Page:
COPD patients are offered several community services, for which most referrals are made by hospitals [15]. The community services are often led by specialist nurses [15]. In addition to general nursing services (medication support), practice nurses, community matrons or nurse specialists offer chronic disease management services (e.g. smoking cessation, education or long-term oxygen services) or acute management services (e.g. home visits or outpatient clinics) [1517]. Services provided in the community are based secondary care (42%) or based in both secondary and primary care (41%) [15].

Patients can be referred to secondary care (hospitals) for specialist examination according to the NICE guideline [18]. This guideline also includes instructions on which patients should be treated in primary and secondary care (outpatient care) and when hospital admission should be considered. In addition to the inpatient treatment management of patients with acute exacerbations, hospitals also provide outpatient treatment and follow-up, diagnostic services and rehabilitation programmes. The available number of acute hospital beds in 2008 was 2.6 per 1000 population and 2.2 in 1995 [19]. The main professionals involved in hospital care for COPD are respiratory physicians and (specialised) nurses. The number of respiratory physicians per 100,000 population was 1.7 in 2007 [20]. Physiotherapists are also involved in COPD care, mainly in hospitals and community or hospital-based rehabilitation programmes.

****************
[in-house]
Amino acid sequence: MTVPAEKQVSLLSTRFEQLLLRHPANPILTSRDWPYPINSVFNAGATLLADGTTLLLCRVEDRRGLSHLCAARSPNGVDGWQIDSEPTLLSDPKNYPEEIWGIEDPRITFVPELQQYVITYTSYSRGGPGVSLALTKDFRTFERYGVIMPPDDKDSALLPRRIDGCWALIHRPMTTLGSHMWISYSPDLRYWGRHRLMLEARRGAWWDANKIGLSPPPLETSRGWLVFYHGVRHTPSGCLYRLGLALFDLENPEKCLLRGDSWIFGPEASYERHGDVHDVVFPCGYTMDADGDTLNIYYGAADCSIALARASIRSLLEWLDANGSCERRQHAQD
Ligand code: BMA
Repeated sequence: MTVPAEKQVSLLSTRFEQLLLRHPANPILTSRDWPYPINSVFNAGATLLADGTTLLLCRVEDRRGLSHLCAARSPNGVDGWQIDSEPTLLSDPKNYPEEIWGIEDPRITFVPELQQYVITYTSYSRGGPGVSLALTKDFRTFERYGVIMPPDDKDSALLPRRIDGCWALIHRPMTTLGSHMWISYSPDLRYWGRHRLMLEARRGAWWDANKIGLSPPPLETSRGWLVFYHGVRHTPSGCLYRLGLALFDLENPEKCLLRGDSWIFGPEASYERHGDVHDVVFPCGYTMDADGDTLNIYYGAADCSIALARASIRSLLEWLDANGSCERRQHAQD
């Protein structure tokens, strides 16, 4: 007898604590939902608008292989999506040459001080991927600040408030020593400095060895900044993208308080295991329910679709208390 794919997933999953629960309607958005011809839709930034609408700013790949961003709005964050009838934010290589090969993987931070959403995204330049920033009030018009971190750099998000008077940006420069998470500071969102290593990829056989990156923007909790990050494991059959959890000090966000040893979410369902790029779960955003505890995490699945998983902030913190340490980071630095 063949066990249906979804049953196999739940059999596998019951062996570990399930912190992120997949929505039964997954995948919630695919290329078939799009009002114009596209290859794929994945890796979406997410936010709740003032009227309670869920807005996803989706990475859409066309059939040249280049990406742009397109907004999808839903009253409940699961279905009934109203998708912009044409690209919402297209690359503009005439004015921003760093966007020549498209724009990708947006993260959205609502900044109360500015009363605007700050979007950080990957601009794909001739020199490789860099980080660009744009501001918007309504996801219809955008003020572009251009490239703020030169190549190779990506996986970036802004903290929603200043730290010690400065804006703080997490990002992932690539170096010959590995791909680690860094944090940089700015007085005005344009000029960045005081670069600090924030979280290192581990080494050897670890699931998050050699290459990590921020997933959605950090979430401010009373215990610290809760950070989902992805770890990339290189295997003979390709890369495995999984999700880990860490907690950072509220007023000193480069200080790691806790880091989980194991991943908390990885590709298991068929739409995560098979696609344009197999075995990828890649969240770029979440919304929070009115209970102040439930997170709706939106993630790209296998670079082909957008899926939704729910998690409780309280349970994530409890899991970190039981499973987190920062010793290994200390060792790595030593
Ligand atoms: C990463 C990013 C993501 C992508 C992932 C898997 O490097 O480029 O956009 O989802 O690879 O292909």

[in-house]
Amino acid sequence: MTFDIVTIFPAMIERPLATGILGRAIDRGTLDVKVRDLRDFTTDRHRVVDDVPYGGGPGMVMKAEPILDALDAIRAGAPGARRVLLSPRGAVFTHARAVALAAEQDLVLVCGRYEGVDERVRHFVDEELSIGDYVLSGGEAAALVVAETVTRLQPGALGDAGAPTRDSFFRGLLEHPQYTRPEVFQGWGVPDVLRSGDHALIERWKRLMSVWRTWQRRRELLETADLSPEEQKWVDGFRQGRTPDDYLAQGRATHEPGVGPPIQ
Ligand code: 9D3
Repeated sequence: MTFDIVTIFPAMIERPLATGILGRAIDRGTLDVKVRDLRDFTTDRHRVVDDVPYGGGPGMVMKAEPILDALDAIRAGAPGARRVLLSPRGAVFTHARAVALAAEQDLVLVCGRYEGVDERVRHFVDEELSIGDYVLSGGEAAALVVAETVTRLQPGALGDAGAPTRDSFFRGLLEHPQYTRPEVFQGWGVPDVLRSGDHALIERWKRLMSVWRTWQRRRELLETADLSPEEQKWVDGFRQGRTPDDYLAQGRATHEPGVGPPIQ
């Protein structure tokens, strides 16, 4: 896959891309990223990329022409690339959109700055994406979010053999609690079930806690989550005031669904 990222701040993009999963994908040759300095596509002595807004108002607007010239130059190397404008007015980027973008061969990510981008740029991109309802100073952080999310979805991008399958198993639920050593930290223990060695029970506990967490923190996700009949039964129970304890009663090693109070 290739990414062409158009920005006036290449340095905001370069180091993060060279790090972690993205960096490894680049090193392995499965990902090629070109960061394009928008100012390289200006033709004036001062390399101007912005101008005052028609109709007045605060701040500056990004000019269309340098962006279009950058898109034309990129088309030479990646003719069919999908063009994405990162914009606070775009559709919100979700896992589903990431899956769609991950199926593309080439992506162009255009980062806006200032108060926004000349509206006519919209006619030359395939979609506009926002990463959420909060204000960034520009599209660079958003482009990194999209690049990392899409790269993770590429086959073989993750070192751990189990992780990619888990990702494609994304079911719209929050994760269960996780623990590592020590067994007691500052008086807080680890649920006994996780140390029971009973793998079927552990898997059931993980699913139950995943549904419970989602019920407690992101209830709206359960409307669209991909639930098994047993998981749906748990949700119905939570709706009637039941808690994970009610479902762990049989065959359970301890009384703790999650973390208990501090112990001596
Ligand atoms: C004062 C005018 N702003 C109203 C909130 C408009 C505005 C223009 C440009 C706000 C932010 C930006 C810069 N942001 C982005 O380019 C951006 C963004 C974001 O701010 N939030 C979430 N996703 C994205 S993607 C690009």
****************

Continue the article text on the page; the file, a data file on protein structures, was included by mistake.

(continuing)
A special service available in 44% of British hospitals is hospital-at-home for patients with a COPD exacerbation who require hospital admission [21]. This type of care was developed in the UK in the mid-1990s. It differs in various respects from other types of care. As said, hospital-at-home is intended for patients who would otherwise be or remain hospitalised. This means that the patient’s condition requires hospital admission. Care at home is similar to the care provided in hospital. Hospital-at-home is a nurse-led facility. Care is delivered by specialised respiratory nurses, mostly based (but not necessarily employed) in secondary care, under clinical responsibility of the respiratory physician in secondary care. Nurses visit the patient for several days (mean is 11 days) to monitor recovery and initiate the patient’s own disease management [22]. Approximately 30% of hospital admissions for exacerbations is considered eligible for hospital-at-home [21]. Costs of hospital-at-home are estimated to be lower than usual hospital care. Skwarska et al. [23] found the mean total health care costs of hospital-at-home to be £877 per patient, whereas usual hospital care costs £1753. In a Spanish hospital-at-home scheme, a difference in mean costs was found of €810 per patient [24]. These results should be interpreted with some caution, however, as outcomes of the cost-analyses are influenced by the decision as to which costs are incorporated and the design of the scheme. A schematic overview of the English care delivery pathway is offered in Figure 1A.